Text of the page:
Black Sci-fi hive, assemble! We have yet another confirmation of an adaptation based on the late, great Octavia Butler’s work.
On Monday, Deadline reported that acclaimed director Garrett Bradley (Time) will be helming a film adaptation of Butler’s acclaimed 1993 novel Parable of the Sower, with A24 recently acquiring the rights.
That means we’re now at a holy trifecta of Butler screen adaptations led by Black women—last year year, news went out that Ava DuVernay’s ARRAY was set to produce an adaptation of Dawn (with actor-director Victoria Mahoney directing) and earlier this month, Janicza Bravo (Zola) was confirmed to direct the upcoming TV series based on Kindred. Additionally, singer, songwriter, guitarist and activist Toshi Reagon adapted Parable of the Sower into “a congregational opera,” which made its world premiere at NYU Abu Dhabi (NYUAD) in 2017.
Let’s get into the novel’s synopsis via Goodreads:
In 2025, with the world descending into madness and anarchy, one woman begins a fateful journey toward a better future.
Lauren Olamina and her family live in one of the only safe neighborhoods remaining on the outskirts of Los Angeles. Behind the walls of their defended enclave, Lauren’s father, a preacher, and a handful of other citizens try to salvage what remains of a culture that has been destroyed by drugs, disease, war, and chronic water shortages. While her father tries to lead people on the righteous path, Lauren struggles with hyperempathy, a condition that makes her extraordinarily sensitive to the pain of others.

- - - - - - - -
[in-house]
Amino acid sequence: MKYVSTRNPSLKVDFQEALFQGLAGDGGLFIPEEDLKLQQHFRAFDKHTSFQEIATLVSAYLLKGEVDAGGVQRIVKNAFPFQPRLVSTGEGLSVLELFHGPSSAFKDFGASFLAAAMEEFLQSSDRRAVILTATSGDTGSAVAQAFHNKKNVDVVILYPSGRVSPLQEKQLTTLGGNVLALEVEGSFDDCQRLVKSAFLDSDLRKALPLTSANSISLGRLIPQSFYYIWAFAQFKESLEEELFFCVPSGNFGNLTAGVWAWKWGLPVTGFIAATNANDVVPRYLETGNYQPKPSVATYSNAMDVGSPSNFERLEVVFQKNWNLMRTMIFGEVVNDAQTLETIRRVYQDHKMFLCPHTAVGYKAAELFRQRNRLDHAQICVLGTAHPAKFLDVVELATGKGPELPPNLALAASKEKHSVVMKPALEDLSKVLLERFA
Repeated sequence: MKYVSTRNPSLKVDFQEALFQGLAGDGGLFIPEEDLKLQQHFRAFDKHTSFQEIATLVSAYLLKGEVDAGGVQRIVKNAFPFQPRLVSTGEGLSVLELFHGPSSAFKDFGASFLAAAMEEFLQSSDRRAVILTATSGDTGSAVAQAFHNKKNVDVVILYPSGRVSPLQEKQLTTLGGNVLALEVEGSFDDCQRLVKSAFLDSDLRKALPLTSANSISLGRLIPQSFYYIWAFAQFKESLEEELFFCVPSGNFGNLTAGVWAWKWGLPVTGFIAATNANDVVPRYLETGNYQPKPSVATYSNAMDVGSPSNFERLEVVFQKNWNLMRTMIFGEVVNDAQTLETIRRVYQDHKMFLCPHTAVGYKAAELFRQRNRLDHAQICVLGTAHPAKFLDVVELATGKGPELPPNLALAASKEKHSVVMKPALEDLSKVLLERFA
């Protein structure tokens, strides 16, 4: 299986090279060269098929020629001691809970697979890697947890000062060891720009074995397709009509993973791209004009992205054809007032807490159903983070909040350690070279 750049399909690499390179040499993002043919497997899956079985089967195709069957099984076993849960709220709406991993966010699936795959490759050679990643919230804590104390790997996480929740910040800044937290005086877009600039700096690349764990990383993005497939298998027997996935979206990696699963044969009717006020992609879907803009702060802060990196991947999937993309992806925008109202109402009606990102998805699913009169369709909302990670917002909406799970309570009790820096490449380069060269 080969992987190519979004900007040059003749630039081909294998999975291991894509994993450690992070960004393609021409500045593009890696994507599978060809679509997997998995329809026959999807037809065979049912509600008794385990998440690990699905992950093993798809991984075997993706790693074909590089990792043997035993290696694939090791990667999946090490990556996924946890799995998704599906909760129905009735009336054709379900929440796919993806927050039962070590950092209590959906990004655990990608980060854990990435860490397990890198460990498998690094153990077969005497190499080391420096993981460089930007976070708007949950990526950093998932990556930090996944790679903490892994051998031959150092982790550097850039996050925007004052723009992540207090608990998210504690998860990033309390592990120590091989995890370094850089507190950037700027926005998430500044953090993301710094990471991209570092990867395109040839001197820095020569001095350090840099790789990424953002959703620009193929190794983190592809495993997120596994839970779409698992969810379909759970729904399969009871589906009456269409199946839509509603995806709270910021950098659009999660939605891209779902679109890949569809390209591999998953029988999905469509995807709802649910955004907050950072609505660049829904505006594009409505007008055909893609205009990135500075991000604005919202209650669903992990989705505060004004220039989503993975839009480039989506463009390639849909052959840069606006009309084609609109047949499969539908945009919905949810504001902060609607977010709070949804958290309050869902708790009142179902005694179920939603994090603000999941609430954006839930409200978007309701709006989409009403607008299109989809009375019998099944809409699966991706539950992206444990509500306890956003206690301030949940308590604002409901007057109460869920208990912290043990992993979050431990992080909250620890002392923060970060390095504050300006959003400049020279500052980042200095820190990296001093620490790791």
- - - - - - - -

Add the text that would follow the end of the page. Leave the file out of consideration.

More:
When fire destroys their compound, Lauren’s family is killed and she is forced out into a world that is fraught with danger. With a handful of other refugees, Lauren must make her way north to safety, along the way conceiving a revolutionary idea that may mean salvation for all mankind.
Uhhhh, sounds familiar?! I’m pretty sure—in the past year alone—we’ve all uttered some sort of omen-esque apocalyptic murmings. Hell, we’re actually ahead of schedule. Yikes. Climate change is very real and the social impact on Black folks is even more real.
Speaking of 2020, this “give Octavia Butler her overdue flowers” energy has been rumbling on another level since September, when her work (Parable of the Sower) finally made the New York Times’ bestseller list. It took nearly 50 years for her work to appear on that much-coveted list, by the way, and it was a lifelong dream of Butler’s. Butler was also the first-ever science fiction writer to receive a Macarthur “Genius” Grant.
As for Bradley, in case you don’t know her (yet)...you should probably get to know her. She won the Directing Award in the 2020 Sundance Film Festival U.S. Documentary competition for her documentary short Time, which was later nominated for an Academy Award. You probably also saw her name in the credits for the recent documentary, Naomi Osaka, which chronicles the professional and personal journey of the young superstar athlete.
Remember Bradley’s name—I’m predicting you’re about to hear it more often.